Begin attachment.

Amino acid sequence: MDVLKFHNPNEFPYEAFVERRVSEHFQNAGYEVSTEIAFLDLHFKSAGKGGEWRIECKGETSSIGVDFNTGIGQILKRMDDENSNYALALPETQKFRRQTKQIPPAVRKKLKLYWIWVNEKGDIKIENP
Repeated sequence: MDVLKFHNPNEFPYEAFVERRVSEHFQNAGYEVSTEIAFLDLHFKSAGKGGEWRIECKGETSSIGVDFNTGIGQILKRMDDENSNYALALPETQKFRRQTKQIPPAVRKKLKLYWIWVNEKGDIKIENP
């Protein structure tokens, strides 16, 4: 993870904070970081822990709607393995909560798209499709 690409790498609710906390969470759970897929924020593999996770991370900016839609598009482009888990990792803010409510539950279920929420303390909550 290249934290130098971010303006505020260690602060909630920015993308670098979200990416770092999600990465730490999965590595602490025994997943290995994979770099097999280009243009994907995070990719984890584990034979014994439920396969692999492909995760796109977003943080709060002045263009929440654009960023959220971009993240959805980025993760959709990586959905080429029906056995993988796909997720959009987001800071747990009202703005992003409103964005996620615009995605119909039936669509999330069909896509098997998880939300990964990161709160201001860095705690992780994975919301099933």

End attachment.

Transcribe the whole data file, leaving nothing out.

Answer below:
Amino acid sequence: MDVLKFHNPNEFPYEAFVERRVSEHFQNAGYEVSTEIAFLDLHFKSAGKGGEWRIECKGETSSIGVDFNTGIGQILKRMDDENSNYALALPETQKFRRQTKQIPPAVRKKLKLYWIWVNEKGDIKIENP
Repeated sequence: MDVLKFHNPNEFPYEAFVERRVSEHFQNAGYEVSTEIAFLDLHFKSAGKGGEWRIECKGETSSIGVDFNTGIGQILKRMDDENSNYALALPETQKFRRQTKQIPPAVRKKLKLYWIWVNEKGDIKIENP
């Protein structure tokens, strides 16, 4: 993870904070970081822990709607393995909560798209499709 690409790498609710906390969470759970897929924020593999996770991370900016839609598009482009888990990792803010409510539950279920929420303390909550 290249934290130098971010303006505020260690602060909630920015993308670098979200990416770092999600990465730490999965590595602490025994997943290995994979770099097999280009243009994907995070990719984890584990034979014994439920396969692999492909995760796109977003943080709060002045263009929440654009960023959220971009993240959805980025993760959709990586959905080429029906056995993988796909997720959009987001800071747990009202703005992003409103964005996620615009995605119909039936669509999330069909896509098997998880939300990964990161709160201001860095705690992780994975919301099933």